Jumping Critique - Please help
 
 

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Jumping Critique - Please help

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        06-05-2009, 07:48 PM
      #1
    Foal
    Jumping Critique - Please help

    Okay so I had a really long post but it deleted so ill try and keep this shorter!
    I had a lesson and [I]finally[I] got video taped! However, now that I can see my mistakes I am having a rather down fall of confidence. When im riding I know what I need to do but I feel like I have a mental block and can't physically do it Any suggestions will be VERY appreciated!
    Anyhow, here is what I see (its a long list and cookies for anyone who finishes this!)
    1. Rein Length - this is my biggest mental block that I can feel, I know my reins get to long and end up in my lap...
    2. Legs moving - I need to start running or something, I have heard my instructor mention it but I never knew it was so bad
    3. Jumping position - my awful old position has returned. I have always had the "problem" horses that stop so I used to end up in this awkward stand up position where I didn't bend. It has returned as well as overjumping.
    4. Pumping - not as noticeable but still there
    5. No release

    On to the pictures
    1, 2, 3 - I could flat this horse all day
    4 - overjumping, no release
    6 - overumping, no release, lower leg has swong (is that a word?) pushing my upper body foward
    7 - extreme long spot, my horse saved me by miles on this jump, strangely enough, I think it is the picture were I look the best
    8 - blurry but he looks nice

    Cookies, ice cream, whatever you want for reading this. If you want some entertainment turn up the volume and listen to my instructor and "camera crew!" Videos will be up soon
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    File Type: jpg DSCN6753-7.jpg (35.5 KB, 170 views)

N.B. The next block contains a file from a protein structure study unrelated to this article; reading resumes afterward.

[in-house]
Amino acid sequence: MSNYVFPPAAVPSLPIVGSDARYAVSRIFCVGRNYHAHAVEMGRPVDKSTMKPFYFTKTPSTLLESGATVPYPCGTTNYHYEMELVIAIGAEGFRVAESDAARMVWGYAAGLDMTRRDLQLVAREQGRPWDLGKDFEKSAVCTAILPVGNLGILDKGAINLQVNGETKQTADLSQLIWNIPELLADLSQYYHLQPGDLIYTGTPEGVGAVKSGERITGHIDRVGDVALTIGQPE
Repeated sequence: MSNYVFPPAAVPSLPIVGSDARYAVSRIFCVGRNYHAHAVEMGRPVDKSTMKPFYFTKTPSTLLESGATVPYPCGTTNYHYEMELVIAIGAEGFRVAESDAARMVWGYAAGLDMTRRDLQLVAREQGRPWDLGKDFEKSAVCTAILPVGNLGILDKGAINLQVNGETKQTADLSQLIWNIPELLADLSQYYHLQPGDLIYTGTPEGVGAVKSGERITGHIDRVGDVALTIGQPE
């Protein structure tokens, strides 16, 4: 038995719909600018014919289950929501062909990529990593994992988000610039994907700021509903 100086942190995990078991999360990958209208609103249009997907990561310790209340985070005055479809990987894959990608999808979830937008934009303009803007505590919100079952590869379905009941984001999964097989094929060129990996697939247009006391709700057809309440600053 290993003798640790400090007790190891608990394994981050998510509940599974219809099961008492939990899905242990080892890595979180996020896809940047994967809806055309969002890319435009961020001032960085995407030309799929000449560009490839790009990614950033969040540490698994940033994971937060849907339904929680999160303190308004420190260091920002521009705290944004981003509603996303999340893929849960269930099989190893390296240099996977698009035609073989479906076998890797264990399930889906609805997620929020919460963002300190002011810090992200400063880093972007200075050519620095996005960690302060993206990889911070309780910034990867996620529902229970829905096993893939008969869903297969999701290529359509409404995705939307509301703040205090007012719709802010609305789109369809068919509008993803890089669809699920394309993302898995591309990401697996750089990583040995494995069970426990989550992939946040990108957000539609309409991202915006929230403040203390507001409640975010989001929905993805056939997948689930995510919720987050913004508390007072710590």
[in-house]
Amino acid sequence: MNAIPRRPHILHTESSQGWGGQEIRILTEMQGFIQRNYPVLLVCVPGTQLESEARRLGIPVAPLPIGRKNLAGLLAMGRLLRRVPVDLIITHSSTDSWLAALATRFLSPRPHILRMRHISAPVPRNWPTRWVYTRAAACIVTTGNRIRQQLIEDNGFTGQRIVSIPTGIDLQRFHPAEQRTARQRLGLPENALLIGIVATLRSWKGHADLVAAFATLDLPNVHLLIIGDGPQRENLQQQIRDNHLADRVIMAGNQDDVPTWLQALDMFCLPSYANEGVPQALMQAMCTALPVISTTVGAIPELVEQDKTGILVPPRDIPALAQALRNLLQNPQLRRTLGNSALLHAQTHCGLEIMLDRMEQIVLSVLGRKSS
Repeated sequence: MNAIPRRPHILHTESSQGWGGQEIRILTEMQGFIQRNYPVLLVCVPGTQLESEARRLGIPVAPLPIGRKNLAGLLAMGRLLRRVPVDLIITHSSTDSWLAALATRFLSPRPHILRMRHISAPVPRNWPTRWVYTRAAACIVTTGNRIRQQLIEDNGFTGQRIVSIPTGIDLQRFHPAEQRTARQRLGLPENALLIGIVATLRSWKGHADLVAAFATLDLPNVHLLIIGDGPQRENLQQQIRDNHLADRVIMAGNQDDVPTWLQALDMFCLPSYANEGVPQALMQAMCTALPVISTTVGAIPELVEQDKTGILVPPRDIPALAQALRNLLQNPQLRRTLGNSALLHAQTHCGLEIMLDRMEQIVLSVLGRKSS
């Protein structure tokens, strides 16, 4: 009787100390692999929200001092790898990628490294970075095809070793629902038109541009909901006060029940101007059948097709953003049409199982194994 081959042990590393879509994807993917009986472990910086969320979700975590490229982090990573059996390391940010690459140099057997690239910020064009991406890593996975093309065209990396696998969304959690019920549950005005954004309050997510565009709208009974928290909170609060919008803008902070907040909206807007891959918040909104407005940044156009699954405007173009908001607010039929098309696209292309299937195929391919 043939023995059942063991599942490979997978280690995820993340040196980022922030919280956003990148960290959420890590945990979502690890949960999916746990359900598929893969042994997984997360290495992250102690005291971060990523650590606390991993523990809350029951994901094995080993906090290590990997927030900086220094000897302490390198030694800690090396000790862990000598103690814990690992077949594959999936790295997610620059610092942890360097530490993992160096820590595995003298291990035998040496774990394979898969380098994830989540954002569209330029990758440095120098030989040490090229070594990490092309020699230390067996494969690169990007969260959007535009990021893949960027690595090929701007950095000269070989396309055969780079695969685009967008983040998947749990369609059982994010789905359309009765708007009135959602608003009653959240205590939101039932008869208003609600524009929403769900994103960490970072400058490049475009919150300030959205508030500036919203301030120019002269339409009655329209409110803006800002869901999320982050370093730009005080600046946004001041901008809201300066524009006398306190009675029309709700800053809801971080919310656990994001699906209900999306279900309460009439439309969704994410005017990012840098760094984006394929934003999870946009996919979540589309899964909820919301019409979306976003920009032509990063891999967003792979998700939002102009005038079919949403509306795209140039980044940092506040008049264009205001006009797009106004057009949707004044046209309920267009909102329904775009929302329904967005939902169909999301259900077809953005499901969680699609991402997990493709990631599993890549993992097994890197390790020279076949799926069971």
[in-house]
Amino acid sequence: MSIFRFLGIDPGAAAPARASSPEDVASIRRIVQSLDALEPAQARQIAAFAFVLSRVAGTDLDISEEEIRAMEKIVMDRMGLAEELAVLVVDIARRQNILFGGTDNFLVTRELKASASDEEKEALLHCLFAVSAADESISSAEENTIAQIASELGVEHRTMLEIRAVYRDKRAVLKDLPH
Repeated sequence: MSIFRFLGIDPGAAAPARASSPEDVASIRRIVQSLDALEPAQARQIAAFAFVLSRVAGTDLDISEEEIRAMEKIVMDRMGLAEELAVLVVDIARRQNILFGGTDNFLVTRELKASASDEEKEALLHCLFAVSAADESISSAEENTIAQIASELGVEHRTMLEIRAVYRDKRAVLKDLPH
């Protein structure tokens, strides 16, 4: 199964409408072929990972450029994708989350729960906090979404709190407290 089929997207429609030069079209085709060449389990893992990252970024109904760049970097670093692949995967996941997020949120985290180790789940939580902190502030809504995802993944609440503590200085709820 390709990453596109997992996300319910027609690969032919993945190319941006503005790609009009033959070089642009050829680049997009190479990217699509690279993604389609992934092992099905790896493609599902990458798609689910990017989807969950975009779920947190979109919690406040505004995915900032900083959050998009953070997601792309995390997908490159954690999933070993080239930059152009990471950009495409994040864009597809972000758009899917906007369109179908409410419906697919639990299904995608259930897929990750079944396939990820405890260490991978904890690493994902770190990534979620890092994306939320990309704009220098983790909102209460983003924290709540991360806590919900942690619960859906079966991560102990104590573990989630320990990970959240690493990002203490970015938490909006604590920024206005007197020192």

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        06-05-2009, 07:59 PM
      #2
    Showing
    Overall you look like a lovely rider that just needs some fine tuning points.

    First off, I would ditch [what I think I see are] the draw reins. You have both of them super tight and that's not how they're supposed to be used. They are forcing the horse into an unnatural false frame, your horse isn't working through himself.

    Secondly, I love that you are looking to where you want to go in each picture. I don't see one where you're fixated on your horse's neck - give yourself a huge pat on the back for this!!

    Okay, on to the critique:
    Flat trot - elbows bent, hands away from the wither.

    Flat canter - Hands up off the wither; they're not touching but they are very low.

    You really really really need to develop a release. Grab mane, put a leather around your horse's neck - anything to make you THINK about giving your horse its head before, over and after the jump. I hate to say it, but you have a very tight grip on the reins right now. If you have a problem with rushing, there are exercises to stop that, but hanging on for dear life won't solve it.